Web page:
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Cases rising: how to protect against drink spiking


Cases rising: how to protect against drink spiking

Spiking scenario in a club [James Tawn / edited by Polina Voropajeva]

Cases rising: how to protect against drink spiking

Festive season approaches quickly, which requires awareness for precautions against drink spiking.

Spiking has been reported with an alarming number of cases in the last months. After UK’s party venues are being reopened, the drink poisoning wave has heavily hit pubs and clubs. Both women and men fell into a trap of being drugged by drink and needles. This is leaving party-goers questioning their safety.

The police, in cooperation with diverse partners including universities, licensed premises, and the National Crime Agency, is analysing the increase in spiking cases. The most important task is to understand why there is a rise in this crime, and what else can be done to identify offenders and how to prevent it. Whilst the officials are trying to find the motive of this offence, club owners have taken their own measures against it. The Astoria club in Portsmouth has been employing drug search dogs that sniff their guests at the club’s entrance. Deputy Chief Constable Jason Harwin at Lincolnshire police in a conversation with JLDN  has commented on this measure:

‘We want to stop anybody from being a victim in the first place. And part of that obviously is utilising specially trained dogs[…] through the police force or via the relevant security industry. The important here is: we’ve got to work with partners.’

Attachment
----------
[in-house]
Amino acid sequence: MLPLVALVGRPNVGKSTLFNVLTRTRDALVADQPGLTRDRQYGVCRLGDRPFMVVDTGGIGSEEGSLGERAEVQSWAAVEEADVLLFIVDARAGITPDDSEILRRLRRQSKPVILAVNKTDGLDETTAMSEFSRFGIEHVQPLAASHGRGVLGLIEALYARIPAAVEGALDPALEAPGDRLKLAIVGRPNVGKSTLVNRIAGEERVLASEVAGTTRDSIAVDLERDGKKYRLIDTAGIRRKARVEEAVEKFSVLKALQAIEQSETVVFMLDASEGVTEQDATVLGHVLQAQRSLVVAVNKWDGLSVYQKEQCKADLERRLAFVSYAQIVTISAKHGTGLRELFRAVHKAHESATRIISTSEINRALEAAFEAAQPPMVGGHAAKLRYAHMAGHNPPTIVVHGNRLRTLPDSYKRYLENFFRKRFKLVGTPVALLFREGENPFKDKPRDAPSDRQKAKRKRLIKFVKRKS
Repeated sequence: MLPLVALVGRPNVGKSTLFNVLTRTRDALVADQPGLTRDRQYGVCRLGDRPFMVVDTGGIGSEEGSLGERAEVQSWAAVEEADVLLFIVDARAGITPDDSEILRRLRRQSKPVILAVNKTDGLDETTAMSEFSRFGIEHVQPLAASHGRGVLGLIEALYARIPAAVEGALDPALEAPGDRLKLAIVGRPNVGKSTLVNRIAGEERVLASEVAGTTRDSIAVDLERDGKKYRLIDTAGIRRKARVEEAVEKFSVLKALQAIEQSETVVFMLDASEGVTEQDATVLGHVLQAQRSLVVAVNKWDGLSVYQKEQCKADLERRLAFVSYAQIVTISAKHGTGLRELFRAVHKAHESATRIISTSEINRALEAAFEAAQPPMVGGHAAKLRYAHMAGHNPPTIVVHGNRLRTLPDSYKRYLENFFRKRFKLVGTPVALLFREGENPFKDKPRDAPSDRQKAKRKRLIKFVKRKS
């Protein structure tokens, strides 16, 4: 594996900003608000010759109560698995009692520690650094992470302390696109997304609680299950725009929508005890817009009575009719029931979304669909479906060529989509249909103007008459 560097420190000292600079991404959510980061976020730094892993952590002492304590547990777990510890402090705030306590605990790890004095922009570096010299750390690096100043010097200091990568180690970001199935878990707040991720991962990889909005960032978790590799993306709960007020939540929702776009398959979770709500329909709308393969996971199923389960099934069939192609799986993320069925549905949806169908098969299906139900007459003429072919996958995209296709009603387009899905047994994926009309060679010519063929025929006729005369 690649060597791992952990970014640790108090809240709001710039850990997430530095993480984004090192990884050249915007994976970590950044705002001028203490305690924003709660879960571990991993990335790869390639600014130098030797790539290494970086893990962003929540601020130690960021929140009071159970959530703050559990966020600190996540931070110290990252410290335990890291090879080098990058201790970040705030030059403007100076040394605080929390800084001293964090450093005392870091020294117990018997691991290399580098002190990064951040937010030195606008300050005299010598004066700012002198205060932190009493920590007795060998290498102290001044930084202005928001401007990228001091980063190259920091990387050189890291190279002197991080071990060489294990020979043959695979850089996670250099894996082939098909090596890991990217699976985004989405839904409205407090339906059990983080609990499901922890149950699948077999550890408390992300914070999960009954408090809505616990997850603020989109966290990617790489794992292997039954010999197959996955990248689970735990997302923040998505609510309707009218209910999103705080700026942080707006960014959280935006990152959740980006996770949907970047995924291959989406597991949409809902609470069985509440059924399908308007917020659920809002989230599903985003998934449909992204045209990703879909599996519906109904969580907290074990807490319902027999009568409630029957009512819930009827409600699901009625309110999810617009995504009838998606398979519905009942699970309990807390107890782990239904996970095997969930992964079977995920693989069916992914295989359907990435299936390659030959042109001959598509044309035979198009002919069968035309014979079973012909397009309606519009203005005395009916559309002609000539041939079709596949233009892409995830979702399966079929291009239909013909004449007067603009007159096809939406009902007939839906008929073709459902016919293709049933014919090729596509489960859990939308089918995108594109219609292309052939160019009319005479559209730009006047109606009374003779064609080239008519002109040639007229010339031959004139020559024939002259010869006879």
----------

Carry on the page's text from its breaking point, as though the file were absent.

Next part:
The most common substances in spiking attacks are so-called date rape drugs. GHB (gamma-hydroxybutyric acid) and flunitrazepam are reported to be favoured for this type of attack. The reason is their properties. Said substances are simply transparent and odourless thus being an uncomplicated weapon in criminals’ hands. After being poisoned a victim has a lowered sense of self and no resistance towards the unwelcome sexual act. If overdosed this may lead to more serious outcomes such as death.

LSBU students shared their views and experiences on this topic earlier this month. They expressed the same feeling and concern about spiking. Kezron, Connor, Emily and Rebecca felt uncomfortable knowing that this can happen during a party they are at.


As the festive season is approaching quickly it requires awareness against drink spiking. DCC Harwin has pointed out the main steps to follow for staying safe whilst being at a party location.
He strongly recommends reporting to the police straight away if one believes being spiked. Also, if there is any information about the spiker this should be reported too. One can do so in confidence using crime stoppers. And the most important prevention Harwin has mentioned was looking after each other. Additionally, he suggests being alert of any unusual behaviours of friends as well as strangers.

JLDN made its own research on how to protect oneself against a possible spiking attack. Anti-spiking lids are one of the quickest options to be considered. They can be easily purchased online and fit into every pocket or simply used as a hair tie. Another found is a drug testing wristband that changes colour when liquid (a few drops of your chosen drink) is on it. But most importantly is not to leave the drinks unattended.



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